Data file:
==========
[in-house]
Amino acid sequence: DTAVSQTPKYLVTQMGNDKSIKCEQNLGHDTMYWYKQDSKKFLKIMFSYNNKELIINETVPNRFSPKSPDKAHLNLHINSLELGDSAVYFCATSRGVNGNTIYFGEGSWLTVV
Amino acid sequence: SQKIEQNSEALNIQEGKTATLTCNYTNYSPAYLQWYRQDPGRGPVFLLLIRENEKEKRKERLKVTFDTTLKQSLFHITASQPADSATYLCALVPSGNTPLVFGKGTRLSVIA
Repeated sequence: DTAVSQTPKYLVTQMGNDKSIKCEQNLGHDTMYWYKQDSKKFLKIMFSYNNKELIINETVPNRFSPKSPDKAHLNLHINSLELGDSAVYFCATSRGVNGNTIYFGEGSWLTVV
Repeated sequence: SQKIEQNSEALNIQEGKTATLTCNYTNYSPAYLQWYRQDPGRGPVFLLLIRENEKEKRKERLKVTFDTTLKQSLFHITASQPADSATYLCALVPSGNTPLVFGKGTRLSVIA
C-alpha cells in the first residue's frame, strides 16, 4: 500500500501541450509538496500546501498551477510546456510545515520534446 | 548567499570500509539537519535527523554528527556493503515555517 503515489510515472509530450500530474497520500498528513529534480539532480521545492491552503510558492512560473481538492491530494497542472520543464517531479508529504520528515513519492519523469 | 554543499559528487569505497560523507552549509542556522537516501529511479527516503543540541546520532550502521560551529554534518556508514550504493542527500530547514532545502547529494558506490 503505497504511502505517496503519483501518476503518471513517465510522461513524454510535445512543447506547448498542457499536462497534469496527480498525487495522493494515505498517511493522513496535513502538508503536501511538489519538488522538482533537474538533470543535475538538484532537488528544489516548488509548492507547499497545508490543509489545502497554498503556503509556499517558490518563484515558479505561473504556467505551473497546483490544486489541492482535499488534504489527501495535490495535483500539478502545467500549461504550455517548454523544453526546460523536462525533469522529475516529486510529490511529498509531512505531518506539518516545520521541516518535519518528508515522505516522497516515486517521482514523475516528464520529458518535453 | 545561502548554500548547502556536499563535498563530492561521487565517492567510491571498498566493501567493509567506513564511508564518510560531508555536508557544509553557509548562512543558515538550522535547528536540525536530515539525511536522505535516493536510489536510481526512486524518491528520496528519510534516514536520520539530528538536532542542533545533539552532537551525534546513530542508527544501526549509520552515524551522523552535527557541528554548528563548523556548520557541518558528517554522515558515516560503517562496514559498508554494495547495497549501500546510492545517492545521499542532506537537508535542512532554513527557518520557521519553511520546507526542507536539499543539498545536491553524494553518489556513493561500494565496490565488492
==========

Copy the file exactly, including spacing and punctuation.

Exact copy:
[in-house]
Amino acid sequence: DTAVSQTPKYLVTQMGNDKSIKCEQNLGHDTMYWYKQDSKKFLKIMFSYNNKELIINETVPNRFSPKSPDKAHLNLHINSLELGDSAVYFCATSRGVNGNTIYFGEGSWLTVV
Amino acid sequence: SQKIEQNSEALNIQEGKTATLTCNYTNYSPAYLQWYRQDPGRGPVFLLLIRENEKEKRKERLKVTFDTTLKQSLFHITASQPADSATYLCALVPSGNTPLVFGKGTRLSVIA
Repeated sequence: DTAVSQTPKYLVTQMGNDKSIKCEQNLGHDTMYWYKQDSKKFLKIMFSYNNKELIINETVPNRFSPKSPDKAHLNLHINSLELGDSAVYFCATSRGVNGNTIYFGEGSWLTVV
Repeated sequence: SQKIEQNSEALNIQEGKTATLTCNYTNYSPAYLQWYRQDPGRGPVFLLLIRENEKEKRKERLKVTFDTTLKQSLFHITASQPADSATYLCALVPSGNTPLVFGKGTRLSVIA
C-alpha cells in the first residue's frame, strides 16, 4: 500500500501541450509538496500546501498551477510546456510545515520534446 | 548567499570500509539537519535527523554528527556493503515555517 503515489510515472509530450500530474497520500498528513529534480539532480521545492491552503510558492512560473481538492491530494497542472520543464517531479508529504520528515513519492519523469 | 554543499559528487569505497560523507552549509542556522537516501529511479527516503543540541546520532550502521560551529554534518556508514550504493542527500530547514532545502547529494558506490 503505497504511502505517496503519483501518476503518471513517465510522461513524454510535445512543447506547448498542457499536462497534469496527480498525487495522493494515505498517511493522513496535513502538508503536501511538489519538488522538482533537474538533470543535475538538484532537488528544489516548488509548492507547499497545508490543509489545502497554498503556503509556499517558490518563484515558479505561473504556467505551473497546483490544486489541492482535499488534504489527501495535490495535483500539478502545467500549461504550455517548454523544453526546460523536462525533469522529475516529486510529490511529498509531512505531518506539518516545520521541516518535519518528508515522505516522497516515486517521482514523475516528464520529458518535453 | 545561502548554500548547502556536499563535498563530492561521487565517492567510491571498498566493501567493509567506513564511508564518510560531508555536508557544509553557509548562512543558515538550522535547528536540525536530515539525511536522505535516493536510489536510481526512486524518491528520496528519510534516514536520520539530528538536532542542533545533539552532537551525534546513530542508527544501526549509520552515524551522523552535527557541528554548528563548523556548520557541518558528517554522515558515516560503517562496514559498508554494495547495497549501500546510492545517492545521499542532506537537508535542512532554513527557518520557521519553511520546507526542507536539499543539498545536491553524494553518489556513493561500494565496490565488492